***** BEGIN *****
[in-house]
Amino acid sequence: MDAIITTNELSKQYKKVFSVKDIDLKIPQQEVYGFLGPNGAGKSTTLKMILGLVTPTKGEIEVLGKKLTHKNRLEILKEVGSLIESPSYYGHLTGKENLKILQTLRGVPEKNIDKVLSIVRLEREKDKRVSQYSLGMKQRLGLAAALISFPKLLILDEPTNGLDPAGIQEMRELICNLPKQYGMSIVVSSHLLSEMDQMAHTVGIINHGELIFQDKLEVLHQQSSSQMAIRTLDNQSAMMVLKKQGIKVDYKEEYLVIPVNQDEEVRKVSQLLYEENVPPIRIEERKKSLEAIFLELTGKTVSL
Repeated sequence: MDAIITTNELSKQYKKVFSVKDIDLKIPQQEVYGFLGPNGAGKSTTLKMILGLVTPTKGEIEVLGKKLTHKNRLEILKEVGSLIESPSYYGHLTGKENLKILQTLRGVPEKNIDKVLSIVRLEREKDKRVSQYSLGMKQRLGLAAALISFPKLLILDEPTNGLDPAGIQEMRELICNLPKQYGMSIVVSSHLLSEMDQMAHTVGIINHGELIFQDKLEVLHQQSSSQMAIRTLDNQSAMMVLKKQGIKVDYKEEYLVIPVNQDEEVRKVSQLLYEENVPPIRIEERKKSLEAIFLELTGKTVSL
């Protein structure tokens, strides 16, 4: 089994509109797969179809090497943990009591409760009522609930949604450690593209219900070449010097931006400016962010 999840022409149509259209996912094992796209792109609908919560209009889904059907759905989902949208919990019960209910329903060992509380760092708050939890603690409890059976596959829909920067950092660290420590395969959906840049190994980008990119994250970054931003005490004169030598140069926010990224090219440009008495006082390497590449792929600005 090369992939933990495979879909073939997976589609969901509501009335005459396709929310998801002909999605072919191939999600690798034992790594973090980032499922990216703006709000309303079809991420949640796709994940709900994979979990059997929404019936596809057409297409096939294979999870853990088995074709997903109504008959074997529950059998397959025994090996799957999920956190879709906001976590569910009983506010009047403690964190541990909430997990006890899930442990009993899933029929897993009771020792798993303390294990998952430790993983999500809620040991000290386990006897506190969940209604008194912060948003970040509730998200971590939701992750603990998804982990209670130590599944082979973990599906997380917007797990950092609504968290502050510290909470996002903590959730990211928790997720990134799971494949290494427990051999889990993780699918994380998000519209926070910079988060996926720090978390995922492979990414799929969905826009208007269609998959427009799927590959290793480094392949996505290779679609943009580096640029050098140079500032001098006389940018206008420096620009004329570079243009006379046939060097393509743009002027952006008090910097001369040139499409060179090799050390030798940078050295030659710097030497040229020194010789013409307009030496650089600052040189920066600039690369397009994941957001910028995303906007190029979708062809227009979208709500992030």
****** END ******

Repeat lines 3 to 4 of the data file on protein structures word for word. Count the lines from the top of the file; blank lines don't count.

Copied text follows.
Repeated sequence: MDAIITTNELSKQYKKVFSVKDIDLKIPQQEVYGFLGPNGAGKSTTLKMILGLVTPTKGEIEVLGKKLTHKNRLEILKEVGSLIESPSYYGHLTGKENLKILQTLRGVPEKNIDKVLSIVRLEREKDKRVSQYSLGMKQRLGLAAALISFPKLLILDEPTNGLDPAGIQEMRELICNLPKQYGMSIVVSSHLLSEMDQMAHTVGIINHGELIFQDKLEVLHQQSSSQMAIRTLDNQSAMMVLKKQGIKVDYKEEYLVIPVNQDEEVRKVSQLLYEENVPPIRIEERKKSLEAIFLELTGKTVSL
């Protein structure tokens, strides 16, 4: 089994509109797969179809090497943990009591409760009522609930949604450690593209219900070449010097931006400016962010 999840022409149509259209996912094992796209792109609908919560209009889904059907759905989902949208919990019960209910329903060992509380760092708050939890603690409890059976596959829909920067950092660290420590395969959906840049190994980008990119994250970054931003005490004169030598140069926010990224090219440009008495006082390497590449792929600005 090369992939933990495979879909073939997976589609969901509501009335005459396709929310998801002909999605072919191939999600690798034992790594973090980032499922990216703006709000309303079809991420949640796709994940709900994979979990059997929404019936596809057409297409096939294979999870853990088995074709997903109504008959074997529950059998397959025994090996799957999920956190879709906001976590569910009983506010009047403690964190541990909430997990006890899930442990009993899933029929897993009771020792798993303390294990998952430790993983999500809620040991000290386990006897506190969940209604008194912060948003970040509730998200971590939701992750603990998804982990209670130590599944082979973990599906997380917007797990950092609504968290502050510290909470996002903590959730990211928790997720990134799971494949290494427990051999889990993780699918994380998000519209926070910079988060996926720090978390995922492979990414799929969905826009208007269609998959427009799927590959290793480094392949996505290779679609943009580096640029050098140079500032001098006389940018206008420096620009004329570079243009006379046939060097393509743009002027952006008090910097001369040139499409060179090799050390030798940078050295030659710097030497040229020194010789013409307009030496650089600052040189920066600039690369397009994941957001910028995303906007190029979708062809227009979208709500992030």